Pride and Intersectionality

Hey lovely people happy pride month!


to kick off pride month I decided that I wanted to talk about intersectionality what the term means where it came from and why it’s a key point in any form of activism. The term intersectionality was coined in 1989 by professor Kimberlé Crenshaw to describe how race, class, gender, and other individual characteristics intersect with one another and overlap. Intersectionality has gone viral over the past five years.


I wanted to talk about how intersectionality affects me personally and why intersectionality is vital to activism. Disability was the first marginalised group I fit into and so it’s been the marginalised identity I’ve always been the most comfortable in. Then a few years later I realised that I also fell into the lgbtq+ community and over the past four years I’ve worked really hard to actively and consciously accept those parts of myself. My sexuality was the first part of my other identities to consciously intersect with my disability. This meant that often times I was rejected by girls I was interested in because when I would tell them about my disability their response would be “I don’t know how to deal with that”. Which didn’t affect me massively in the moment, but it did make my existence feel like a constant string of come outs either I was coming out as disabled or coming out as LGBT.


My gender soon came into question and what I realised was that my disabled experience had medicalised my body so much that I no longer felt a connection to it or my gender and so I came out as non-binary specifically agender.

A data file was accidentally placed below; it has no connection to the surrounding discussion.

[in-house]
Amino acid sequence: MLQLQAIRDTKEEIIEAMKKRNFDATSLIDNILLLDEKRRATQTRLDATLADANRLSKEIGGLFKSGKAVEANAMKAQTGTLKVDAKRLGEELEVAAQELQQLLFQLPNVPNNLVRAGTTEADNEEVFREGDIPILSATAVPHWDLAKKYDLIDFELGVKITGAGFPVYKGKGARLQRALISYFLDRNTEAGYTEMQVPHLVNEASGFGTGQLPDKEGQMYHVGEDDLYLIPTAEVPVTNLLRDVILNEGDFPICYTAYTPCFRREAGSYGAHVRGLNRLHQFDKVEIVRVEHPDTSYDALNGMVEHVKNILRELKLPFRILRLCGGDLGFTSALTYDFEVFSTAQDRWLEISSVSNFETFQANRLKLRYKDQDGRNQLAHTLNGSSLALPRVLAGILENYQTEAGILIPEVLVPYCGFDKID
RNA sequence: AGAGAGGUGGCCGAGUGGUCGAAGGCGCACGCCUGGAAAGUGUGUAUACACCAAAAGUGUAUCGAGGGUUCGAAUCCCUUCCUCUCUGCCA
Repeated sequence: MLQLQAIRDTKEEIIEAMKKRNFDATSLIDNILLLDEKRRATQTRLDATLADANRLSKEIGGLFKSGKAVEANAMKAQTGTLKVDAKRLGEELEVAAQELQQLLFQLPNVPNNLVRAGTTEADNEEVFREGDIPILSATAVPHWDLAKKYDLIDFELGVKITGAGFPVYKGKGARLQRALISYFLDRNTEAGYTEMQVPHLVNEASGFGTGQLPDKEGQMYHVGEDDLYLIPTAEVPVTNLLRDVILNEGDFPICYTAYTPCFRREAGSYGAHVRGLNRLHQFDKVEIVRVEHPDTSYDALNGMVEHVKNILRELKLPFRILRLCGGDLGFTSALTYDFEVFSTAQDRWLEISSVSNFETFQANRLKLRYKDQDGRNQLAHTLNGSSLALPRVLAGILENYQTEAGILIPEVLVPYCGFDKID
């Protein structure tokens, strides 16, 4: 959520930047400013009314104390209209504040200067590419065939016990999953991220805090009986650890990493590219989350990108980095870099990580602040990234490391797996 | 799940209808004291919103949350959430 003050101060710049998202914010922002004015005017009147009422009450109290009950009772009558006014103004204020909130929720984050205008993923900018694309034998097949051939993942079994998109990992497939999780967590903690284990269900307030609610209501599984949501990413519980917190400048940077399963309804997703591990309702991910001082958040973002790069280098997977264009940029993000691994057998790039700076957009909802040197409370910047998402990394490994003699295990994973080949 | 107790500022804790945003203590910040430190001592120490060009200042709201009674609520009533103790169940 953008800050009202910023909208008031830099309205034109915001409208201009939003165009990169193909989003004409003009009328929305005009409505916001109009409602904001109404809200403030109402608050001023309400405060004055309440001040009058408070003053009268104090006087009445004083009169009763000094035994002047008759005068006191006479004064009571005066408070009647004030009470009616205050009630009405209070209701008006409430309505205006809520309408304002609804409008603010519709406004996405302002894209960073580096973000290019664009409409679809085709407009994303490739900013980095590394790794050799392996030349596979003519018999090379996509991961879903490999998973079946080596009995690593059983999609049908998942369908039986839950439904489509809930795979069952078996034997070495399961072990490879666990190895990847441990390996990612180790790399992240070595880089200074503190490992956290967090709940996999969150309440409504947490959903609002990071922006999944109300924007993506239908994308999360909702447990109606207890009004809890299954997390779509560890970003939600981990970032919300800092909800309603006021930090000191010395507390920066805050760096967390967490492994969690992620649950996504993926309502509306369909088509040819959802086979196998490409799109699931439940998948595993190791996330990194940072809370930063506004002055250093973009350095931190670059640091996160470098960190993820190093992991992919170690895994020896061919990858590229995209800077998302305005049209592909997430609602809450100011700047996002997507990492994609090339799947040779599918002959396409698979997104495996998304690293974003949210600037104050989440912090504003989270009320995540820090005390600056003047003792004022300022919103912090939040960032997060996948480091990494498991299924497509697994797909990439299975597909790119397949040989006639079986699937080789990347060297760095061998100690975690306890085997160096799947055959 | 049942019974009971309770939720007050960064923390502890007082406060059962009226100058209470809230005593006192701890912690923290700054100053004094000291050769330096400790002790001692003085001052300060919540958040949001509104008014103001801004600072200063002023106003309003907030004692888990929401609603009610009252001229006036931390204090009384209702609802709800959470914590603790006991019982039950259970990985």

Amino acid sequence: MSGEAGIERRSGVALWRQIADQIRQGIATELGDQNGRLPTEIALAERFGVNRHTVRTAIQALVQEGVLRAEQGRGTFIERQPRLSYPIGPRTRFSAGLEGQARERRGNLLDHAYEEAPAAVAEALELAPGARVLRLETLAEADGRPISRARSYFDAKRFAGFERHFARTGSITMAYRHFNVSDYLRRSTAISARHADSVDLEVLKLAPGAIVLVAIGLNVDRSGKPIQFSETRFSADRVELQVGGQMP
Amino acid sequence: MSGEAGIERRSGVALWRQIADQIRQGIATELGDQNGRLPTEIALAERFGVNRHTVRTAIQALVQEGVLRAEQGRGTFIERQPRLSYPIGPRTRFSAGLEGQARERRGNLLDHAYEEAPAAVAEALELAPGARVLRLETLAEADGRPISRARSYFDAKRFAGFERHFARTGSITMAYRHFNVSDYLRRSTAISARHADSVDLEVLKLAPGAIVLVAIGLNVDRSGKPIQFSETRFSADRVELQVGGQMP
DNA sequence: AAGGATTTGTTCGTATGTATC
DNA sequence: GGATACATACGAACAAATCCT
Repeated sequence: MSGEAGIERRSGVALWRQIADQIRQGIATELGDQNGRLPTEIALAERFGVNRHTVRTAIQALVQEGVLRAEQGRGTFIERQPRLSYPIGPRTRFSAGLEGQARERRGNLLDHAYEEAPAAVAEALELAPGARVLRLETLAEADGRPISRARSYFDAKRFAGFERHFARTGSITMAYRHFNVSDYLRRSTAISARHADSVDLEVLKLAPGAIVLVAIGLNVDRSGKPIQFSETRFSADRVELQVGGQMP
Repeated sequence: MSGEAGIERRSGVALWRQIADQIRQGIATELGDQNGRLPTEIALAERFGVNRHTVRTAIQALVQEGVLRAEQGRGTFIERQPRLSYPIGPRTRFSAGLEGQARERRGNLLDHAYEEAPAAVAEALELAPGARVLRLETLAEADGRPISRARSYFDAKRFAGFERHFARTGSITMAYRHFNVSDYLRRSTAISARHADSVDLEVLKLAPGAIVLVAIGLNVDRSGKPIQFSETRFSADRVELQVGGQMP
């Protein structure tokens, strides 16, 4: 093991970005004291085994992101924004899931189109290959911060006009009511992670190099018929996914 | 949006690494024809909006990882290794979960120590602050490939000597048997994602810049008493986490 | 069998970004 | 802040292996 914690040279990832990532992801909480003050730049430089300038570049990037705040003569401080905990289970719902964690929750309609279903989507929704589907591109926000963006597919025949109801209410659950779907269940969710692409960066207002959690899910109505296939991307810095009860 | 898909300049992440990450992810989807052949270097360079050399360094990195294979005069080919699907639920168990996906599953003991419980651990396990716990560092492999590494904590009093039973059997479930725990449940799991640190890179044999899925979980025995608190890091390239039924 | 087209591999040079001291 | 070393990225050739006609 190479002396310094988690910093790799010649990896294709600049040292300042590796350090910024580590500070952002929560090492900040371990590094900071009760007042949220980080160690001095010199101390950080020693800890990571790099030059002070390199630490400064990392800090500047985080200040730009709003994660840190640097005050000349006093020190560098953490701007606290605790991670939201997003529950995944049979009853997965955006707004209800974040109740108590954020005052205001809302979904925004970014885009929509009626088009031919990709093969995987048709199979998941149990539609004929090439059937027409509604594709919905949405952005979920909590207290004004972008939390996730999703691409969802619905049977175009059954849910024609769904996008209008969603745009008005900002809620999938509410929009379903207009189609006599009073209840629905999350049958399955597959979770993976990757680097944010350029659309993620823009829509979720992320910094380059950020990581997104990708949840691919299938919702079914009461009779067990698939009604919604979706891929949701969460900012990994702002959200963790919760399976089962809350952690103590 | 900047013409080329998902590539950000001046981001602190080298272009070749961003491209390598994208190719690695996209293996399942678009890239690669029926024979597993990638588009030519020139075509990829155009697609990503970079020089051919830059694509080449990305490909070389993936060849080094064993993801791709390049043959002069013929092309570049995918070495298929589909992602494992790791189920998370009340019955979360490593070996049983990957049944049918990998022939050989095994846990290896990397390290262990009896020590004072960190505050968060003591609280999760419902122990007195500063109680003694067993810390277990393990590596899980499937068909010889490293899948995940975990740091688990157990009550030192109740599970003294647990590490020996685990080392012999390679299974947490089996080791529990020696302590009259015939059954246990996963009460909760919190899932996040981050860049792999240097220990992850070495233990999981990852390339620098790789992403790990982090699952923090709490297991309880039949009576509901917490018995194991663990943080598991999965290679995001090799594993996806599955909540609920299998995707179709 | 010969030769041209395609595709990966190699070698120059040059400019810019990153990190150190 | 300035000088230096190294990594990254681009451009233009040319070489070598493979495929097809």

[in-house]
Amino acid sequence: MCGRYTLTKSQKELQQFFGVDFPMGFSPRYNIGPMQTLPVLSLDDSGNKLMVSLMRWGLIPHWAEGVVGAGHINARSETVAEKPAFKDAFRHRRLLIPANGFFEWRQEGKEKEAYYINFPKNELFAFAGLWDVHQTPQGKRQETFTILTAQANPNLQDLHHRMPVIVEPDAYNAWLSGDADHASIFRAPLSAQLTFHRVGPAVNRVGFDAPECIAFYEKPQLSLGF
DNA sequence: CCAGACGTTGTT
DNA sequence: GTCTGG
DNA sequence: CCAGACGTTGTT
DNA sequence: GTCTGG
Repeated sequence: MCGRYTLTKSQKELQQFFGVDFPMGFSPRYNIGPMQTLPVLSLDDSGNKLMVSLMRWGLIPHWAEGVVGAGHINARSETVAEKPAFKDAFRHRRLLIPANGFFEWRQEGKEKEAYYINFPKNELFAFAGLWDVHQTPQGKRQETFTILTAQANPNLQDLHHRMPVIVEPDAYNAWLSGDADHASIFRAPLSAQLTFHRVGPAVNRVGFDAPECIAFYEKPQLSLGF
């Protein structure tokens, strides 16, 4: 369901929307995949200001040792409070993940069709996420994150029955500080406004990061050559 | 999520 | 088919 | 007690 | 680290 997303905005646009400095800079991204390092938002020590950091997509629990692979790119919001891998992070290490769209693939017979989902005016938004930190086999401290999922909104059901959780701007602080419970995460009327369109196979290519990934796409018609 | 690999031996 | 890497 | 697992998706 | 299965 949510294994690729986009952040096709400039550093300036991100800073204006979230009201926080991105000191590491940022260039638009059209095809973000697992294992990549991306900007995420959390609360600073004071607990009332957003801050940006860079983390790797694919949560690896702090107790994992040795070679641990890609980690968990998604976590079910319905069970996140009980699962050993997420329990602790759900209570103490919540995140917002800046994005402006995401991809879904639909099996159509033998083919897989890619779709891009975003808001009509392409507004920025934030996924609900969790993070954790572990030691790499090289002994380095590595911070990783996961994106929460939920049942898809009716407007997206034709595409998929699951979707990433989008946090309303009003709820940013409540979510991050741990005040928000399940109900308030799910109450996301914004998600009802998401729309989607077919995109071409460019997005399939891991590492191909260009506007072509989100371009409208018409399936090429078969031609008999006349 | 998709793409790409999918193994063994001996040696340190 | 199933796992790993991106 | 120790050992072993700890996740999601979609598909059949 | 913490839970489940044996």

Constantly existing in these three intersections simultaneously can be exhausting, but there’s something about it that feels very powerful at the same time. It’s an odd dichotomy of identities but one I’m keen to showcase and be visible in from now on.


This brings me to the point of this piece. When I began looking for other disability activists on social media, I noticed that although they may have the rainbow flag in their bios as well as the disability symbol. The content was still very much just focused on disability justice issues which is needed. However, we need to make sure that our activism is intersectional (i.e., The activism includes gay, non-binary disabled people, disabled people of colour etc.)


From this point forward want to talk about all the factors that affect my existence in my content in order to actively document my intersectionality. We must make all our activism intersectional because If we fail to do so then our activism will be ineffective because it will no longer be a fight for liberation, it will be a fight for privilege which in itself is inherently divisive.


This is why intersectionality is vital to activism!

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